On Grandparents Day, families will be able to explore hands-on activities in the center's four main galleries. Activities include memory book-making and bubble and goop stations. Participants can also visit the Brain Gym, offering a set of physical activities that enhance learning ability, from 1 to 1:30 p.m. and 2 to 2:30 p.m.

Popcorn, bananas and fresh pineapple juice will also be provided.

The "Legacy of Love" intergenerational photo exhibit is also on display along the museum walls. The photos on exhibit include notes of love and expression of what makes the kids love and adore their grandparents so much.

There is much for families to experience at other times as well. With activities both fun and educational, "we keep coming back," said Clarrie Selbe, who makes weekly visits to the museum with her kids and her father, Donald Anderson.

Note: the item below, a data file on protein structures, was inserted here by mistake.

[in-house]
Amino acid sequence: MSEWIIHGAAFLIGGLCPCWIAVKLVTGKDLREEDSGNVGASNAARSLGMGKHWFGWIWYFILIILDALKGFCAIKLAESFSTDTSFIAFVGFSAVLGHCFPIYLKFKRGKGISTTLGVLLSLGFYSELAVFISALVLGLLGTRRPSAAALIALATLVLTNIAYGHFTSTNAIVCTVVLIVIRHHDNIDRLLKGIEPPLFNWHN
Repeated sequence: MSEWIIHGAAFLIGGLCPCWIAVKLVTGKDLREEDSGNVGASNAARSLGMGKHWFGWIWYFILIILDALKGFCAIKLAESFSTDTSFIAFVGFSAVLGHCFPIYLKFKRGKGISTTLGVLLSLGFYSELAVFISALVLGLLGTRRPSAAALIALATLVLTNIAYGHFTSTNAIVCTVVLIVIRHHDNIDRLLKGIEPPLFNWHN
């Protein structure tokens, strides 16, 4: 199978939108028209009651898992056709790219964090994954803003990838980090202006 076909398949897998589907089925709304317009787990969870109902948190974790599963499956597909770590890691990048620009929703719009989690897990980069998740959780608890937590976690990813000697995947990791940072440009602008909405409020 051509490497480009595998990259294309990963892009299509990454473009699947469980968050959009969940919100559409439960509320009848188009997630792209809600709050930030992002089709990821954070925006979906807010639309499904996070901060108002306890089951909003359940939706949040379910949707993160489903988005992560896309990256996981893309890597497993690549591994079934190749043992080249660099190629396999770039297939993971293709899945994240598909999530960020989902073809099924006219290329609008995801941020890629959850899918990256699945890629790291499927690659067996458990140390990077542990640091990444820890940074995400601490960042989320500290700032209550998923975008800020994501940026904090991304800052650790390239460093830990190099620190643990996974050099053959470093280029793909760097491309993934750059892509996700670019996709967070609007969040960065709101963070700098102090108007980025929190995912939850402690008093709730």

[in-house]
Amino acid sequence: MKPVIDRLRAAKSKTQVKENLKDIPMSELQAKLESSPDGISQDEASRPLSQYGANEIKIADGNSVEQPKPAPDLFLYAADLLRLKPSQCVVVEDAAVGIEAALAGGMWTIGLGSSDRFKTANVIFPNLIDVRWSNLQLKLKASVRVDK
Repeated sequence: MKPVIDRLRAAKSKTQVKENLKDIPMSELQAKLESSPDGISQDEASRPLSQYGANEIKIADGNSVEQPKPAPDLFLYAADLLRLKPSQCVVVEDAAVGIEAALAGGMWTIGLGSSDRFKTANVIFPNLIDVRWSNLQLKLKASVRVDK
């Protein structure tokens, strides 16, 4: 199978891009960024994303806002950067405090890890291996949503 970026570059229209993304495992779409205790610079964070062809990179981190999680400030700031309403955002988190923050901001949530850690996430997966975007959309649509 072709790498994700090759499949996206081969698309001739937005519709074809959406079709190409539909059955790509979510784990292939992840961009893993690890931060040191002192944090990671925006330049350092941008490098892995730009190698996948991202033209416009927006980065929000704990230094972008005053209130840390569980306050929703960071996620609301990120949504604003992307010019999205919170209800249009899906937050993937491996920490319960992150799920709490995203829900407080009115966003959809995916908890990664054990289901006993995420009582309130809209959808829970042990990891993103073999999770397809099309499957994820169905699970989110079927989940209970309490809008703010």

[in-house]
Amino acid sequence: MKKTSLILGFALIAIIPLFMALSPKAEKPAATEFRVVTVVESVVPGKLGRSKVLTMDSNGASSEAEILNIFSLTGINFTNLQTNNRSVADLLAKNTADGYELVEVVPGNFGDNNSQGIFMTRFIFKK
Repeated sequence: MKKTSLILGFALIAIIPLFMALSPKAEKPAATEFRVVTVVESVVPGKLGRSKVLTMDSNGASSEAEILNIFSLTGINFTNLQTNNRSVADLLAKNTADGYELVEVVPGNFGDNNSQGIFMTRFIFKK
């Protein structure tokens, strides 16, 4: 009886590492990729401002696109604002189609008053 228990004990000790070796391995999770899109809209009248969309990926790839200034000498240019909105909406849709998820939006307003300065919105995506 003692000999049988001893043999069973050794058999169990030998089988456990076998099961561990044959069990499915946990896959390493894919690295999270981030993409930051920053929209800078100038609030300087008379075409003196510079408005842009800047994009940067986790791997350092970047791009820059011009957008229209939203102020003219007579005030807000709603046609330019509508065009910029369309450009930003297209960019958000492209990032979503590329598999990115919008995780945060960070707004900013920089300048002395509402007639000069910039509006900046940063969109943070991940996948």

"We go everywhere with Grandpa," said Selbe. "When I was a teenager, my parents were my best friends. The close relationship was established long before I was married. Now, my dad is the same with my kids -- he is so loving," she said.

Ella Tomita also regularly brings her grandsons Jarrett and Justin to the center. The boys, who are 6 and 7, recently made a donation of $17 to the museum after selling their toys at a garage sale.

Marian McQuade, a Fayette County, W.Va., housewife, founded National Grandparents Day to raise awareness of lonely seniors in nursing homes. She also hoped grandchildren would utilize the wisdom and heritage of their grandparents, a dream that has been realized.

Grand celebration

Grandparents Day:

Where: Hawaii Children's Discovery Center, 111 Ohe St. (in Kakaako Waterfront Park)
When: 10 a.m. to 3 p.m. Sunday
Admission: $8 general; $6.75 for ages 2 to 17; grandparents pay $3 with child's admission. One grandparent over 55 gets in free with an HMSA card and a paid child's admission. Reservations recommended.
Call: 524-5437 or 948-6398